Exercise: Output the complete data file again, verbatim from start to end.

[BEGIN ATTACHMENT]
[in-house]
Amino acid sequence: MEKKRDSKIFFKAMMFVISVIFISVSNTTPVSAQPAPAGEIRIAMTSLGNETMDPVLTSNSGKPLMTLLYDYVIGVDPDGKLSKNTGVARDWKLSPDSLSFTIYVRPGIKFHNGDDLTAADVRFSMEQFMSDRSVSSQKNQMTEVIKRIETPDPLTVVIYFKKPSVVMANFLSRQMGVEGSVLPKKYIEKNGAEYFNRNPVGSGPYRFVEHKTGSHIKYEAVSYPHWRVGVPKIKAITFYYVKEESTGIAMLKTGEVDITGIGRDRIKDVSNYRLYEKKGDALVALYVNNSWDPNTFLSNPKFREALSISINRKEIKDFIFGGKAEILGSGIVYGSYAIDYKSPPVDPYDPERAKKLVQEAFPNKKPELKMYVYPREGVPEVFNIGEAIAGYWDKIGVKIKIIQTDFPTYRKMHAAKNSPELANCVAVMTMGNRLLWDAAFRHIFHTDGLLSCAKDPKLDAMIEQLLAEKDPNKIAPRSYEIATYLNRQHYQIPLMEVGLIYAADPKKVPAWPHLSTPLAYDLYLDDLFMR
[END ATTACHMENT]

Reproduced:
[in-house]
Amino acid sequence: MEKKRDSKIFFKAMMFVISVIFISVSNTTPVSAQPAPAGEIRIAMTSLGNETMDPVLTSNSGKPLMTLLYDYVIGVDPDGKLSKNTGVARDWKLSPDSLSFTIYVRPGIKFHNGDDLTAADVRFSMEQFMSDRSVSSQKNQMTEVIKRIETPDPLTVVIYFKKPSVVMANFLSRQMGVEGSVLPKKYIEKNGAEYFNRNPVGSGPYRFVEHKTGSHIKYEAVSYPHWRVGVPKIKAITFYYVKEESTGIAMLKTGEVDITGIGRDRIKDVSNYRLYEKKGDALVALYVNNSWDPNTFLSNPKFREALSISINRKEIKDFIFGGKAEILGSGIVYGSYAIDYKSPPVDPYDPERAKKLVQEAFPNKKPELKMYVYPREGVPEVFNIGEAIAGYWDKIGVKIKIIQTDFPTYRKMHAAKNSPELANCVAVMTMGNRLLWDAAFRHIFHTDGLLSCAKDPKLDAMIEQLLAEKDPNKIAPRSYEIATYLNRQHYQIPLMEVGLIYAADPKKVPAWPHLSTPLAYDLYLDDLFMR